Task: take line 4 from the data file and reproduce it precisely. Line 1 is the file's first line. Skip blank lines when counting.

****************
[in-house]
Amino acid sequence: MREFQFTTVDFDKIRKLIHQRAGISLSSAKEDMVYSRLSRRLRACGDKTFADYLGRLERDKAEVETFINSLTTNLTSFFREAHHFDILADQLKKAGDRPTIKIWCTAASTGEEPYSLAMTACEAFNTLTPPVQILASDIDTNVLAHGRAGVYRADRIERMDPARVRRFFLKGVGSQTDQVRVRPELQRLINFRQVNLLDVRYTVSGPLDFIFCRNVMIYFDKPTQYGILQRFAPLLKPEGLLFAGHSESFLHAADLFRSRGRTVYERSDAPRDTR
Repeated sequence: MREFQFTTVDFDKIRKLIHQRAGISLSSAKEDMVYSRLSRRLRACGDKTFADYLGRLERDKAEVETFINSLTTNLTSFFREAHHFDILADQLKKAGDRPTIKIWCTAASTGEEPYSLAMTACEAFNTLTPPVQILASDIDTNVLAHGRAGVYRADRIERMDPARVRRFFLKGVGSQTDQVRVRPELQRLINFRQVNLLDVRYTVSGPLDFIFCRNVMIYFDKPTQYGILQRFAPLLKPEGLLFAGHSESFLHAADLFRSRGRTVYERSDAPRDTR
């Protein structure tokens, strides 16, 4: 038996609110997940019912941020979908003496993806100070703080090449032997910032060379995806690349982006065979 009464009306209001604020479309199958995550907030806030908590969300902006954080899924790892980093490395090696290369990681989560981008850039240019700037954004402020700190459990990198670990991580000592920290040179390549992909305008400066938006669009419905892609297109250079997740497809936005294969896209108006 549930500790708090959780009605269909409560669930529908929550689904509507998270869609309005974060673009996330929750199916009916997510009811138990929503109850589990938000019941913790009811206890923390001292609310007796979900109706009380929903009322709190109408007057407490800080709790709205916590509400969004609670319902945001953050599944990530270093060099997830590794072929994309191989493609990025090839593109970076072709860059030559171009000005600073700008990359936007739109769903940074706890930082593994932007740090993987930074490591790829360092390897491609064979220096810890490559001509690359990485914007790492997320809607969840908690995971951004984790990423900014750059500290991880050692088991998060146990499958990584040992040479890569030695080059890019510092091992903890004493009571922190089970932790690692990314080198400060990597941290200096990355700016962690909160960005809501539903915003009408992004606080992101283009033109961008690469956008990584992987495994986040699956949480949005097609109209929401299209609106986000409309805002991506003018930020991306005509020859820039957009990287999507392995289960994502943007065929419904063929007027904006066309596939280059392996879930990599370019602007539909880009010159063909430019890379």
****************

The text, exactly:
């Protein structure tokens, strides 16, 4: 038996609110997940019912941020979908003496993806100070703080090449032997910032060379995806690349982006065979 009464009306209001604020479309199958995550907030806030908590969300902006954080899924790892980093490395090696290369990681989560981008850039240019700037954004402020700190459990990198670990991580000592920290040179390549992909305008400066938006669009419905892609297109250079997740497809936005294969896209108006 549930500790708090959780009605269909409560669930529908929550689904509507998270869609309005974060673009996330929750199916009916997510009811138990929503109850589990938000019941913790009811206890923390001292609310007796979900109706009380929903009322709190109408007057407490800080709790709205916590509400969004609670319902945001953050599944990530270093060099997830590794072929994309191989493609990025090839593109970076072709860059030559171009000005600073700008990359936007739109769903940074706890930082593994932007740090993987930074490591790829360092390897491609064979220096810890490559001509690359990485914007790492997320809607969840908690995971951004984790990423900014750059500290991880050692088991998060146990499958990584040992040479890569030695080059890019510092091992903890004493009571922190089970932790690692990314080198400060990597941290200096990355700016962690909160960005809501539903915003009408992004606080992101283009033109961008690469956008990584992987495994986040699956949480949005097609109209929401299209609106986000409309805002991506003018930020991306005509020859820039957009990287999507392995289960994502943007065929419904063929007027904006066309596939280059392996879930990599370019602007539909880009010159063909430019890379």